The state of consciousness continue to puzzles neuroscientists worldwide. However, a team of neurologists and neurosurgeons have succeeded in increasing conscious control in an individual who had been in a minimally conscious state (MCS) for over six years.
Irritable bowel syndrome (IBS) affects 10 to 15 percent of the U.S. population, predominately women, and can produce severe abdominal pain, bloating, and changes in bowel habits. No physical abnormalities can be identified on examination, and patients are often left with suboptimal symptomatic treatments and the idea that the pain is "all in your head." Well, maybe it is.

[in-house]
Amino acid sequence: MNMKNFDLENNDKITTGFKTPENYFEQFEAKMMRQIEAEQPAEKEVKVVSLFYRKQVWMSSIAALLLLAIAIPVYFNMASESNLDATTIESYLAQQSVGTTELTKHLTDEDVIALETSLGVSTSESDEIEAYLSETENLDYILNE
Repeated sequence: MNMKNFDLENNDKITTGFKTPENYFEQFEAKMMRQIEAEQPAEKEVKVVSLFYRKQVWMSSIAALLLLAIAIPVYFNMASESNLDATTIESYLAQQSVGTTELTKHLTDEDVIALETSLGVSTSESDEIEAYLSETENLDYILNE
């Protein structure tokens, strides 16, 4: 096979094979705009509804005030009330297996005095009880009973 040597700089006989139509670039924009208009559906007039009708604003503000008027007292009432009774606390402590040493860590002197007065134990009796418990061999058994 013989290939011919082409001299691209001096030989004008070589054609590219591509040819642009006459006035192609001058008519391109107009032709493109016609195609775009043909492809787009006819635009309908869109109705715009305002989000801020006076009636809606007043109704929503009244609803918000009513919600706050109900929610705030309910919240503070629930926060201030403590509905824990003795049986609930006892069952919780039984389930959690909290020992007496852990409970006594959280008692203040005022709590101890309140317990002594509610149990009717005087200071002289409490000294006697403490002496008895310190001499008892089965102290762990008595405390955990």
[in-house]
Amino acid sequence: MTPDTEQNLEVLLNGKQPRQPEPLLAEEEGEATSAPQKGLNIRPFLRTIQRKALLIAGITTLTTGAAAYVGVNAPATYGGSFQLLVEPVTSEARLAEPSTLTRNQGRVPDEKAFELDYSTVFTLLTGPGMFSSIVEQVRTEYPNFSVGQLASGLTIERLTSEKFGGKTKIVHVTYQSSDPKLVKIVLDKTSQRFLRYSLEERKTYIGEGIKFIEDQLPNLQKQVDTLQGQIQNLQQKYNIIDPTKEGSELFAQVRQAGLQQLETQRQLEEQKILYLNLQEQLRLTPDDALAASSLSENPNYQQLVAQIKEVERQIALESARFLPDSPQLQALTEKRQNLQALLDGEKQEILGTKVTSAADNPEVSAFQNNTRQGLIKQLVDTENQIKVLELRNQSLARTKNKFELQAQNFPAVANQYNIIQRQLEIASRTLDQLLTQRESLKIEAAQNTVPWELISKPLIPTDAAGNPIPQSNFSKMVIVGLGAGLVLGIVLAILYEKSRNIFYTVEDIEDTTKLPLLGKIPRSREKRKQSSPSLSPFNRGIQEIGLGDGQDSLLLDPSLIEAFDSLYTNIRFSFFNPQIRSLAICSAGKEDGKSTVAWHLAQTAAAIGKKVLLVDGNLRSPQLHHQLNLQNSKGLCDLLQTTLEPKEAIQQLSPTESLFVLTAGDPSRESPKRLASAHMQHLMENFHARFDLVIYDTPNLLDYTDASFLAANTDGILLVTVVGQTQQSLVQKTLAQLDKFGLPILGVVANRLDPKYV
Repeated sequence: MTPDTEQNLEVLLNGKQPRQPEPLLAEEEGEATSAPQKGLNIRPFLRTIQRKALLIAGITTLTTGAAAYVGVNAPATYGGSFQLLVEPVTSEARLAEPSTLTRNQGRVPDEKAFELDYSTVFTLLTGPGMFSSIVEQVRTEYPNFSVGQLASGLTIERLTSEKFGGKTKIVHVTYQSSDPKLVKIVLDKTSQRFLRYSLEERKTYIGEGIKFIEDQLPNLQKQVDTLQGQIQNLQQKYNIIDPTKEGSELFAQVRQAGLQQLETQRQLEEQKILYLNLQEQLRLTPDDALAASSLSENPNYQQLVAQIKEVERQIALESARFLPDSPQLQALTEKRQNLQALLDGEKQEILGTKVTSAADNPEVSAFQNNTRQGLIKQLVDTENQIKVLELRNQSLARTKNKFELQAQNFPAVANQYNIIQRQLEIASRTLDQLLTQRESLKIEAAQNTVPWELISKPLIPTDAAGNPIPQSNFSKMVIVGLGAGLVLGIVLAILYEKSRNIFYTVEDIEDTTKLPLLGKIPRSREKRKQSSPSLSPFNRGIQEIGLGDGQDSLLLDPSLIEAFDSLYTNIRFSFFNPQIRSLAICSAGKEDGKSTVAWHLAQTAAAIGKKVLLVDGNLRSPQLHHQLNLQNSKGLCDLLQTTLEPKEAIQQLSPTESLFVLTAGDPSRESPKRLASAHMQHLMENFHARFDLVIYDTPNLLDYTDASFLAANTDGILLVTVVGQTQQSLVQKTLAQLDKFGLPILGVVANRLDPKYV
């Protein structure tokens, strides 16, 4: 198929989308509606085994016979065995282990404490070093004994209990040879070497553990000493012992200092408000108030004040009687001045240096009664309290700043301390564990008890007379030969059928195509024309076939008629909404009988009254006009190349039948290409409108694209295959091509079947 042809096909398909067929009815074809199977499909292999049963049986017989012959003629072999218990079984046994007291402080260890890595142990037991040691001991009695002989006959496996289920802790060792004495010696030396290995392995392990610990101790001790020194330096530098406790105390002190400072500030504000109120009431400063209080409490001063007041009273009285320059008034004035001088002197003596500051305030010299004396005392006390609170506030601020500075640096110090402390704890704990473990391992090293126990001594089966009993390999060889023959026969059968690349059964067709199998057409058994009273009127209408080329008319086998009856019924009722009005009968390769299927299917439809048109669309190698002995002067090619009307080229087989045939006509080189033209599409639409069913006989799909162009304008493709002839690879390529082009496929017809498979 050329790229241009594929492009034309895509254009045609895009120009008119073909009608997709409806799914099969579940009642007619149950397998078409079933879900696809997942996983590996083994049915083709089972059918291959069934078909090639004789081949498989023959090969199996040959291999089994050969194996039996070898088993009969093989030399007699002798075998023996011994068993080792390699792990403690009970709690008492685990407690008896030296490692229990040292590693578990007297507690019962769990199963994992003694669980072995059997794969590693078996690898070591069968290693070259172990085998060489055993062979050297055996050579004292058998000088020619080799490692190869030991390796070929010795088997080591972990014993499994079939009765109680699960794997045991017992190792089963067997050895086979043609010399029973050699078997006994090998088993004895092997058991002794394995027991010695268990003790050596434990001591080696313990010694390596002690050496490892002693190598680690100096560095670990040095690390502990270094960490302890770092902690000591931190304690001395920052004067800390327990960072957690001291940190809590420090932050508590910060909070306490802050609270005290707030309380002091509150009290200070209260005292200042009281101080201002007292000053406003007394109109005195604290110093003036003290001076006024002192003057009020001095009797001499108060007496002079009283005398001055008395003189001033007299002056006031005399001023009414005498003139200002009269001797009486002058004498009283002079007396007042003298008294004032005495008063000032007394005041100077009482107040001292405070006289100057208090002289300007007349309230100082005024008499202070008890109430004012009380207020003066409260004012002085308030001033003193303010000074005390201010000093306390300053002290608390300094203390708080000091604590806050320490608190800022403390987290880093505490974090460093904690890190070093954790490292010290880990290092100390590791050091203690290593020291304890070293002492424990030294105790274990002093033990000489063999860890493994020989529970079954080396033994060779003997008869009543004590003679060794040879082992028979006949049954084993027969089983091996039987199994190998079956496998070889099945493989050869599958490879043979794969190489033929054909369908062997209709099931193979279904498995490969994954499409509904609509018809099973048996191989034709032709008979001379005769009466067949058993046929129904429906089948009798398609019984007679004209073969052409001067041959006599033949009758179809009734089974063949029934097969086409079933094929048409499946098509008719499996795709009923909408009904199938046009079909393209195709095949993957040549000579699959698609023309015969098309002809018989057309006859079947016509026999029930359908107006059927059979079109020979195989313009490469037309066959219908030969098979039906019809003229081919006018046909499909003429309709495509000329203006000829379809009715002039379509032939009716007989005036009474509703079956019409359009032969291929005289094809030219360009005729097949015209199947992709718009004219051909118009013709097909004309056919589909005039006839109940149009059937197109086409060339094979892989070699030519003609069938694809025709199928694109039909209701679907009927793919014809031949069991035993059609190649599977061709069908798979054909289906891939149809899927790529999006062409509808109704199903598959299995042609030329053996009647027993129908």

Let's Start with Rats With visions of hangovers dancing in many readers' minds (and brains), and in the minds of whoever saw them doing what people do when they are intoxicated (or saw it on YouTube.com); I thought I'd bring your attention to some rats. Science is learning more about why alcoholics are able to stay in denial, and why anyone should be afraid of bingeing.
One of the greatest challenges neurologists face is successful delivery of drugs to the brain. This is because a special filtering layer of tissue, called the blood brain barrier, protects the brain and spinal cord. The barrier acts like a molecular sieve, allowing only properly sized molecules through. This means that any medication needing to reach the brain (for example, to kill a brain tumor) needs to be small enough, and even then, it is difficult to target the drug to specifically reach the brain.
- The Broken Mirror